Training BWSEs who then Solar Electrify remote villages around the world has contributed to 5 MDGs: Goal 1: Eradicate Poverty - According to TIME Magazine Barefoot College (BC) has directly and indirectly improved the quality of life of nearly 3 million people over the last 40 years. Goal 2: Achieve Universal Primary Education – Since 1975 over 75,000 children who would otherwise not go to school have receive primary education through BC’s solar lit night schools for children. Goal 3: Promote Gender Equality and Empower Women - BC has empowered over 600 illiterate rural grandmothers to solar electrify over 1,200 villages in over 70 countries around the world. Goal 7: Ensure Environmental Sustainability - 5 million liters of kerosene have been saved by solar electrifying over 1,200 non-electrified rural communities. Goal 8: Global Partnerships - BC has entered into Global partnerships with the Government of India, UNWOMEN, UNESCO, Skoll Foundation, ENEL, Cartier Foundation and GEF Small Grants Programme of UNDP.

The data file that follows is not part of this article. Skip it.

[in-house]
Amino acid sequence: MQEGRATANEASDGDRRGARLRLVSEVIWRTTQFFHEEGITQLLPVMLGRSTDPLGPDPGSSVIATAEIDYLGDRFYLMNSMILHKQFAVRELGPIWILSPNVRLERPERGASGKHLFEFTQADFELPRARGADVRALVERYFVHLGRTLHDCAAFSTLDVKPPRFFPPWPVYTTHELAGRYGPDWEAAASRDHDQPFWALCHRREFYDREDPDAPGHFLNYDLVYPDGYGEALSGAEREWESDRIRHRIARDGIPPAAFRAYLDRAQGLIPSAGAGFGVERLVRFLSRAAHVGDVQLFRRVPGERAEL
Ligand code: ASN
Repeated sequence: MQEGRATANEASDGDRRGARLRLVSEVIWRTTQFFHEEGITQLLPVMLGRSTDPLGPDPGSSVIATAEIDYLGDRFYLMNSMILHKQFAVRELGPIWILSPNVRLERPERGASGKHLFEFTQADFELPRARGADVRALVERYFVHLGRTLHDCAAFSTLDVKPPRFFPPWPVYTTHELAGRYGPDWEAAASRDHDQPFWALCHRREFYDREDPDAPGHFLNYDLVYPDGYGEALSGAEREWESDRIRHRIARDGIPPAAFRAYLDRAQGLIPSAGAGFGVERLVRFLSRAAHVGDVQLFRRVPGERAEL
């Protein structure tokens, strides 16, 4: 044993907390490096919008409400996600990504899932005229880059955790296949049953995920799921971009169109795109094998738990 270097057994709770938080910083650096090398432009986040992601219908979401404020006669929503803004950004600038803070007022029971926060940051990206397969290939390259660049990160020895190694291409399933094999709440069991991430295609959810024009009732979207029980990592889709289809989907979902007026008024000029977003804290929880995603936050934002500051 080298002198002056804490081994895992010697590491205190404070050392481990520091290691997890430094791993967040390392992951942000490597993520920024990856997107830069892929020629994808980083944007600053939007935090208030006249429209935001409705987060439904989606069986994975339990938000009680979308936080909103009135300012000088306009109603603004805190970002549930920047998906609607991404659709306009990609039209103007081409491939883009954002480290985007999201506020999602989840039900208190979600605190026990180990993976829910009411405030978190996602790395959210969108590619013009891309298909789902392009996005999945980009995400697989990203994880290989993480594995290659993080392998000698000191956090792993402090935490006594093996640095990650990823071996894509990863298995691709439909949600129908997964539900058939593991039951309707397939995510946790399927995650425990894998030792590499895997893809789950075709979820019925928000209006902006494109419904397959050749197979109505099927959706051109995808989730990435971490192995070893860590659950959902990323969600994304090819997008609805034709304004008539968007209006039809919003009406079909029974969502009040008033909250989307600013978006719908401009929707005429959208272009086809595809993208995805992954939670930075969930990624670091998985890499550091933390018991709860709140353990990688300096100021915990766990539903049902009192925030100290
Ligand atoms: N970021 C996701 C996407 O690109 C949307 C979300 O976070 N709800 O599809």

The Barefoot College believes that to ensure economic and social sustainability the answer is a Partnership Model NOT a Business Model. The implementation of the project depends on the capacity and competence of rural communities to control, manage and own the process thus reducing the dependency on “outside” skills. The Partnership Model of the Barefoot College follows the life and work style of Mahatma Gandhi and is based on values of equality, collective decision making and austerity.
Forty years of experience has taught Barefoot College that formal education and qualifications are not required for the rural poor to bring sustainable energy, clean water, and sustainable livelihoods to their communities. The College today stands as one of the very few Indian organizations that have successfully taken a lead role in setting new development paradigms by scaling a community based model to world-wide proportions by adopting a globally diverse, decentralized approach to implementing large scale solutions. For forty years it has been showing that the need to change, learn, unlearn and relearn and encompass diversity of workforce are the keys to making ongoing relevant impacts.